The State responds in two ways: first, the written statement was admissible as a statement against penal interest because in it the declarant stated that she had been living with Moeller, a violation of the order and therefore a crime. See Henley v. Iowa Dist. Ct., 533 N.W.2d 199, 203 (Iowa 1995); Hutcheson v. Iowa Dist. Ct., 480 N.W.2d 260, 262 (Iowa 1992). Second, the State contends that, even if it was error to admit the hearsay statement, it does not require reversal because other evidence of Moeller's violations was properly received. See State v. McGuire, 572 N.W.2d 545, 547 (Iowa 1997).
We need not speculate on what basis the magistrate admitted the evidence because we conclude that substantially the same evidence came in to the trial from other sources. A police officer testified that Moeller told the officer that he had been staying with his wife in the face of the no-contact order. In fact, Moeller asked the officer to accompany him to the family home to retrieve his belongings. In addition, the officer saw the heated confrontation between Moeller and his wife at the police station. In view of this evidence regarding Moeller's conduct in violation of the no-contact order, Karen's written statement that Moeller had been living with her was merely cumulative. The admission of the statement was therefore not prejudicial.
IV. The Willfulness Issue.
Moeller contends the court erred in not requiring a showing of willfulness. He contends that, even though he had been informed that the order was still in effect, he might reasonably have believed that Karen was successful in having the no-contact order lifted. Moeller relies on our cases stating that willful disobedience of a court order must be shown, a rule that applies in contempt cases. See State v. Lipcamon, 483 N.W.2d 605, 607 (Iowa 1992); Bell v. Iowa Dist. Ct., 494 N.W.2d 729, 730 (Iowa App. 1992).
The problem is that Moeller was not cited for contempt. He was charged with a simple misdemeanor violation, as permitted by Iowa Code section 236.8 ("A person commits a simple misdemeanor or the court may hold a person in contempt for a violation of [a no-contact] order . . . ."). Although Moeller contends that he was charged with the contempt alternative of section 236.8, the record does not bear that out. His case was shown throughout the magistrate and district court proceedings as a criminal charge for a misdemeanor. Even Moeller's own attorney, following the filing of a criminal complaint, acknowledged that the offense was a simple misdemeanor. He said so in his application to the court to exceed the suggested fee limitation in misdemeanor cases.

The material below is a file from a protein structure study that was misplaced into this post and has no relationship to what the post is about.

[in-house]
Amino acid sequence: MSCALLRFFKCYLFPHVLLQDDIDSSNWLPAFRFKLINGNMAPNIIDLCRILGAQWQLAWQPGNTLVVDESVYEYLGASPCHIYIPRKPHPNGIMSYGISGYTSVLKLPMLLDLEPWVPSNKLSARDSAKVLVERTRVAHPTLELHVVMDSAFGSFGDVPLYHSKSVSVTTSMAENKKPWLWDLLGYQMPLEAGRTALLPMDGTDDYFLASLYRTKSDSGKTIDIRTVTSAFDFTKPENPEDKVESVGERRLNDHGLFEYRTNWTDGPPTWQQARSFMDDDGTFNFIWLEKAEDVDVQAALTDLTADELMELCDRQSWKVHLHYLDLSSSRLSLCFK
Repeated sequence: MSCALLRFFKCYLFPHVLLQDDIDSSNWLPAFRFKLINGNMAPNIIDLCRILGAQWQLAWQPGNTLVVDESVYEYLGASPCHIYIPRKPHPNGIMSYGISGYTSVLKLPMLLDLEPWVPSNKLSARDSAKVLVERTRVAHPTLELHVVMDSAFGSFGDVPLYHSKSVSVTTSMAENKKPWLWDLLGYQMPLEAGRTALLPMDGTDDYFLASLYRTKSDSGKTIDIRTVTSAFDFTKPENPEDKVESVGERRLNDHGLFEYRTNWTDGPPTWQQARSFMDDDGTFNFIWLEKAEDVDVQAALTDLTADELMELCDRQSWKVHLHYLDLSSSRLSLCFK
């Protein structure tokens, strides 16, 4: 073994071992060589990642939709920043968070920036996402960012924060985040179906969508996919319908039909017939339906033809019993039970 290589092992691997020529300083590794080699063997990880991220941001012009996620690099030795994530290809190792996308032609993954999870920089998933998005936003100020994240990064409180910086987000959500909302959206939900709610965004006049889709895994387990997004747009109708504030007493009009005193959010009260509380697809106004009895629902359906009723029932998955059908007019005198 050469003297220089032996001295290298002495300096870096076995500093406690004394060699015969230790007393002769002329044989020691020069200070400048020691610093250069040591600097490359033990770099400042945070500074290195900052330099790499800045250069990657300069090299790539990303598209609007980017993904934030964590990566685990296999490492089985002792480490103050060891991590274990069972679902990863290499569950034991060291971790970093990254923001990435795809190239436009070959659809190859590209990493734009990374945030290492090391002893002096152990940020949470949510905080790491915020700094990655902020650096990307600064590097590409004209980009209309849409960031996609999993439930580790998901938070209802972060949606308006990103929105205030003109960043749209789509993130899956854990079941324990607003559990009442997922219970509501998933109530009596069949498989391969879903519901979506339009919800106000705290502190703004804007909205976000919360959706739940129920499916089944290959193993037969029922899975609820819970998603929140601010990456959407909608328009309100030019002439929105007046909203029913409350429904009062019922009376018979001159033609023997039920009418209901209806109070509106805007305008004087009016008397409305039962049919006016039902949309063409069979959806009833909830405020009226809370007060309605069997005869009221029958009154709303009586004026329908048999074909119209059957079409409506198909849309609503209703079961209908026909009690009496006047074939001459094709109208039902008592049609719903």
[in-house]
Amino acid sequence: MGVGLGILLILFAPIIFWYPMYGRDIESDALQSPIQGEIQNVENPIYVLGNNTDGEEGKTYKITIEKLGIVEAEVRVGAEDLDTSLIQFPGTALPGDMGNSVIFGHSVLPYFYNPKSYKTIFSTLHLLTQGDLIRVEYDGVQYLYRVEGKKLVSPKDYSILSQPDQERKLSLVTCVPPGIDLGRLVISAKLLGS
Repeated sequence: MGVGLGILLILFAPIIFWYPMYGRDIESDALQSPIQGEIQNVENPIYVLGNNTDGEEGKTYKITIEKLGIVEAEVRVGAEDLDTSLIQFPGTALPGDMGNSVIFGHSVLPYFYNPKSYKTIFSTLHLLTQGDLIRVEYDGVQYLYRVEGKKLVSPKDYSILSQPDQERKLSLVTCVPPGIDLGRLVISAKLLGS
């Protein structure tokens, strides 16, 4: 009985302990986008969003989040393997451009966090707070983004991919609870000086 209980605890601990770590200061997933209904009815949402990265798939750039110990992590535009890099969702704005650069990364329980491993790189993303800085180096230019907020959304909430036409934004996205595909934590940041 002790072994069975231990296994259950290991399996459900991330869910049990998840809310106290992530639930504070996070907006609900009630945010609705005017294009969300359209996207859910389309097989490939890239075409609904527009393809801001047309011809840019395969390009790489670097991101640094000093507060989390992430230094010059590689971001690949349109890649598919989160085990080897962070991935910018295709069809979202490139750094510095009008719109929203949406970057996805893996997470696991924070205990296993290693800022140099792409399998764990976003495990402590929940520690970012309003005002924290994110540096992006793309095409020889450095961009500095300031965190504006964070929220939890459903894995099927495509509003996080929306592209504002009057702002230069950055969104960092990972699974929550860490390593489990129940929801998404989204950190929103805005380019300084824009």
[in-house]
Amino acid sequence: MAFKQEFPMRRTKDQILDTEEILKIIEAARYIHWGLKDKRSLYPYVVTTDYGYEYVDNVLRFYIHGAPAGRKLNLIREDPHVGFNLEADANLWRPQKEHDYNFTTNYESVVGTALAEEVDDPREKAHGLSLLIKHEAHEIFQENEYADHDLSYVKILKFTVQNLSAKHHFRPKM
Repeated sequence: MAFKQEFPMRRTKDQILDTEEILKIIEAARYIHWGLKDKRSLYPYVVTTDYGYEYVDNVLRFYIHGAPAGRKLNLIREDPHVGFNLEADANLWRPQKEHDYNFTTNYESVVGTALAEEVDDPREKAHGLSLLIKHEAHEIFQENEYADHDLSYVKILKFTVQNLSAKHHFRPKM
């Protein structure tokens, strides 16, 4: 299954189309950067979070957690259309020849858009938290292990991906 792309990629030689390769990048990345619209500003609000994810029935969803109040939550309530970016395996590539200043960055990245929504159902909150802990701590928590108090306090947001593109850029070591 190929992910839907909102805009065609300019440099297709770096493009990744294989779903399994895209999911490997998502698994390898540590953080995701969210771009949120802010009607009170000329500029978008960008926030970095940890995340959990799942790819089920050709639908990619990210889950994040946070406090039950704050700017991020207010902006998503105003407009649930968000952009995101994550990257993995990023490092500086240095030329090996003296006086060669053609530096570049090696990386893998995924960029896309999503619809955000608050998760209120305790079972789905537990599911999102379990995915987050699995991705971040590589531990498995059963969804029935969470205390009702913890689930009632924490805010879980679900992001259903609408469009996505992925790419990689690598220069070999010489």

Although willfulness must be shown in a contempt case, Moeller cites no authorities that say a showing of willfulness is required in a simple misdemeanor prosecution for the violation of a no-contact order. We have said that the seriousness of a contempt finding, carrying up to six months in jail under Iowa Code section 665.4, is sufficient to require a showing of willfulness. See Lipcamon, 483 N.W.2d at 607. We conclude that, under the misdemeanor prosecution alternative of section 236.8, the State need not prove a willful violation of the no-contact order.
We believe the State sufficiently established the elements of the crime charged and therefore affirm.